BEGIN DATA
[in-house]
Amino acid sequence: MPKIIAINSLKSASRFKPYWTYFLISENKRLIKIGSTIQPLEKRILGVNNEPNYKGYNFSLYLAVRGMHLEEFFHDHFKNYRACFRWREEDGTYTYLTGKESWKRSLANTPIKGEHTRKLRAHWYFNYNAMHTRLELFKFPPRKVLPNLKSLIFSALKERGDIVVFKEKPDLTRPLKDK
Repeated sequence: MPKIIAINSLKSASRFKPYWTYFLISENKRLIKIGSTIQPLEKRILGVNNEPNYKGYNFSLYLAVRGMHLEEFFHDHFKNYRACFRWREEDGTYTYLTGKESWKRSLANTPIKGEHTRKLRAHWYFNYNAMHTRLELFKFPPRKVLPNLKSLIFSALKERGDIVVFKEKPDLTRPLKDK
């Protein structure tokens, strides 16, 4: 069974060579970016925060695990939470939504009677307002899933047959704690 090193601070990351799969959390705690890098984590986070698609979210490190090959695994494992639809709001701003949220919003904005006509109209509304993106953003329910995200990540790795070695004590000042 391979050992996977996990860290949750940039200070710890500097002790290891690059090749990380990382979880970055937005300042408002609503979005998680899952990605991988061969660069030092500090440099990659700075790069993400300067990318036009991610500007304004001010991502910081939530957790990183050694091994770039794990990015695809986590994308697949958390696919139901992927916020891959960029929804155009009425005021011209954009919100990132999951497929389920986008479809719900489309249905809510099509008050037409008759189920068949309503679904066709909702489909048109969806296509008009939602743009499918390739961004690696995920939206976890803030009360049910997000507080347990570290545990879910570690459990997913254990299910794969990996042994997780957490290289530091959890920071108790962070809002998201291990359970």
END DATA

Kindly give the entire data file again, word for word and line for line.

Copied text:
[in-house]
Amino acid sequence: MPKIIAINSLKSASRFKPYWTYFLISENKRLIKIGSTIQPLEKRILGVNNEPNYKGYNFSLYLAVRGMHLEEFFHDHFKNYRACFRWREEDGTYTYLTGKESWKRSLANTPIKGEHTRKLRAHWYFNYNAMHTRLELFKFPPRKVLPNLKSLIFSALKERGDIVVFKEKPDLTRPLKDK
Repeated sequence: MPKIIAINSLKSASRFKPYWTYFLISENKRLIKIGSTIQPLEKRILGVNNEPNYKGYNFSLYLAVRGMHLEEFFHDHFKNYRACFRWREEDGTYTYLTGKESWKRSLANTPIKGEHTRKLRAHWYFNYNAMHTRLELFKFPPRKVLPNLKSLIFSALKERGDIVVFKEKPDLTRPLKDK
């Protein structure tokens, strides 16, 4: 069974060579970016925060695990939470939504009677307002899933047959704690 090193601070990351799969959390705690890098984590986070698609979210490190090959695994494992639809709001701003949220919003904005006509109209509304993106953003329910995200990540790795070695004590000042 391979050992996977996990860290949750940039200070710890500097002790290891690059090749990380990382979880970055937005300042408002609503979005998680899952990605991988061969660069030092500090440099990659700075790069993400300067990318036009991610500007304004001010991502910081939530957790990183050694091994770039794990990015695809986590994308697949958390696919139901992927916020891959960029929804155009009425005021011209954009919100990132999951497929389920986008479809719900489309249905809510099509008050037409008759189920068949309503679904066709909702489909048109969806296509008009939602743009499918390739961004690696995920939206976890803030009360049910997000507080347990570290545990879910570690459990997913254990299910794969990996042994997780957490290289530091959890920071108790962070809002998201291990359970």